Long Wait for Growth May Be in Store, Linneman Tells NAI Global Forum
- Mar 31, 2010
Prospects for the U.S. economy, public policy and commercial real estate industry drew a mixture of skepticism and cautious optimism in New York City this week at NAI Global’s annual market outlook.
Even as the picture brightens somewhat, Peter Linneman, NAI Global’s chief economist and a professor at the University of Pennsylvania’s Wharton School of Business, struck a note of caution. “We’re going to have a very strong economic recovery over the coming three years to mediocrity,” Linneman predicted.
Corporate profits have now grown for five consecutive quarters, a trend that bodes well for job creation; still, Linneman reminded the audience of several hundred real estate professionals that the job market has a steep mountain to climb. Today’s economy is a staggering 10 million jobs short of the 2008 total. Judging by historical patterns, the job shortfall would translate into a five and a half year wait to restore real estate rents and occupancy to early 2008 levels, Linneman pointed out.
However, his analysis also left the door open for faster progress on the employment front. A job market that recovered at twice the usual pace would return the market to pre-recession levels as early as 2013. Such an outcome is possible, he argued, especially since the deepest valleys tend to precede the fastest recoveries in the U.S. economy.
Speaking the day President Obama signed the health care bill into law, Linneman cited the long uncertainty over the future of the nation’s health care as a major culprit in the recession. For nearly two years, a sector that represents nearly one-fifth of the economy was unsure whether it would soon be subject to wage and price controls. That severely hampered economic growth across the board and took a toll on commercial real estate.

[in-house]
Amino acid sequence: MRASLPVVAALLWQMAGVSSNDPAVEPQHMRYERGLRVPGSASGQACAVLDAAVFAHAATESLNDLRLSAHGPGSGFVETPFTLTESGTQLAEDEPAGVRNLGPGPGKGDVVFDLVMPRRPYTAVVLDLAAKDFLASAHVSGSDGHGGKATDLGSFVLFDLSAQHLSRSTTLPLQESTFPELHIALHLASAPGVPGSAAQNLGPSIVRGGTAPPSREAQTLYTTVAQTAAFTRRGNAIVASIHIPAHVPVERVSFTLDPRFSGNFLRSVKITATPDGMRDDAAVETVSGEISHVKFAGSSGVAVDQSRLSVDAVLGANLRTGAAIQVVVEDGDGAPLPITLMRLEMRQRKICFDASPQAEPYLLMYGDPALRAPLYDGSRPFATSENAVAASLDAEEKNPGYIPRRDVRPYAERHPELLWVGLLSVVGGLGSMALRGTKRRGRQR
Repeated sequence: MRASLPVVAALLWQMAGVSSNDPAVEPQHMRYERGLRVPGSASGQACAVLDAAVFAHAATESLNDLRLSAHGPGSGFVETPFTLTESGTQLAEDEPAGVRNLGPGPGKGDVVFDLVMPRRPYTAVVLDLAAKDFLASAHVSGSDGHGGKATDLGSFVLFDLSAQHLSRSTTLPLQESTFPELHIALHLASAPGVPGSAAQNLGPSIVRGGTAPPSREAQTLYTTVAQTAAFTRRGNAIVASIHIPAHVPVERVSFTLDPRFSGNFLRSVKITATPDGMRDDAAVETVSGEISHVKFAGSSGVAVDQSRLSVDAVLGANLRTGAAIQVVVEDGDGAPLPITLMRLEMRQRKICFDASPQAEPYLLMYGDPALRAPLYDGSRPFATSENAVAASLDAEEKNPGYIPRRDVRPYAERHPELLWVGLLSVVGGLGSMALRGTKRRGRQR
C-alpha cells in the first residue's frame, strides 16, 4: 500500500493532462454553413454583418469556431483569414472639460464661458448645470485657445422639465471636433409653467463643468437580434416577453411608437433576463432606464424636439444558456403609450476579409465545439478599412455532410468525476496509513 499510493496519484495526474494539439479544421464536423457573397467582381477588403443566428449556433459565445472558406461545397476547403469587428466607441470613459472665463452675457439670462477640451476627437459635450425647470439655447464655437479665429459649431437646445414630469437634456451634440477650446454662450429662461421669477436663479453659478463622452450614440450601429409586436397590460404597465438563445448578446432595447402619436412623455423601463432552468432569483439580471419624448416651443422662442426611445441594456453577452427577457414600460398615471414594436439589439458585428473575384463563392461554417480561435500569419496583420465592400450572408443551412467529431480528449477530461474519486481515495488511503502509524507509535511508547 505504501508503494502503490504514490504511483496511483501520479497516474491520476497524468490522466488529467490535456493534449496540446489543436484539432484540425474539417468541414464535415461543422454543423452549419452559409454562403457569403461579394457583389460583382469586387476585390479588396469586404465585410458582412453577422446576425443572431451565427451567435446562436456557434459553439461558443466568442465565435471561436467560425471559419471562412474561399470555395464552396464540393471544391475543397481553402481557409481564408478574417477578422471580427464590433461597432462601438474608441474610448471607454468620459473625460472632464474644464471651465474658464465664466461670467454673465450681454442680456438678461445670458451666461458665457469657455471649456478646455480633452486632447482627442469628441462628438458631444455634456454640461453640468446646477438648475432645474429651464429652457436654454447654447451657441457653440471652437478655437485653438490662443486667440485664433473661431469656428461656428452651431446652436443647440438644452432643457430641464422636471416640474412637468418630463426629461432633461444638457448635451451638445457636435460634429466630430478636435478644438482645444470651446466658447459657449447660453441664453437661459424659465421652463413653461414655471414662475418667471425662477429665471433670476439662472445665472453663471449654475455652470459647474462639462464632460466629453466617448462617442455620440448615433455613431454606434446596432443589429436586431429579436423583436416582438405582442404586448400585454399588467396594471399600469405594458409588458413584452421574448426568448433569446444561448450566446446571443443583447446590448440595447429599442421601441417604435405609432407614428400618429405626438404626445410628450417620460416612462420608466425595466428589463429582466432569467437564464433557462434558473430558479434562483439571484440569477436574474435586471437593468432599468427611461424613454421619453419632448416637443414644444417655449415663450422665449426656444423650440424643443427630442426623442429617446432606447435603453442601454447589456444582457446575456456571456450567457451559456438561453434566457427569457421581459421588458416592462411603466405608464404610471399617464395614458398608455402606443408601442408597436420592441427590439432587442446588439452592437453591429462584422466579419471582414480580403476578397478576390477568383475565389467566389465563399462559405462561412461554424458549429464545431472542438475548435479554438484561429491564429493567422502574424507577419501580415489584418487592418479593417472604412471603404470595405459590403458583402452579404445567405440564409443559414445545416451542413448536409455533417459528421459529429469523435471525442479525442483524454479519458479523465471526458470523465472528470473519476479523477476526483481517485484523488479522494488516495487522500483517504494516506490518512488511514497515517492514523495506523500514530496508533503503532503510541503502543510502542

“You can’t freeze 19 percent of the nation’s economy and expect growth,” Linneman explained. “You can’t freeze 19 percent of the nation’s economy and expect innovation.”
Health care will lead the recovery, but the comeback will be slow; at first, the industry will have to restore staffing to pre-recession levels before adding new positions.
Meanwhile, the recovery faces other hazards, such as the inflationary threat created by the fiscal policies of both the Obama and George W. Bush administrations, Linneman contended.
In an interview after the presentation, NAI Global CEO Jeff Finn cited growing indications that the worst of the recession is likely over. “The second half of 2009 really began to pick up—again from a very low low,” Finn told CPE. Although commercial real estate is still experiencing problematic rent and vacancy trends, investment and leasing opportunities exist in all property sectors, he explained. The short-term leasing cycle associated with apartment properties makes the multifamily cycle particularly attractive. Finn added.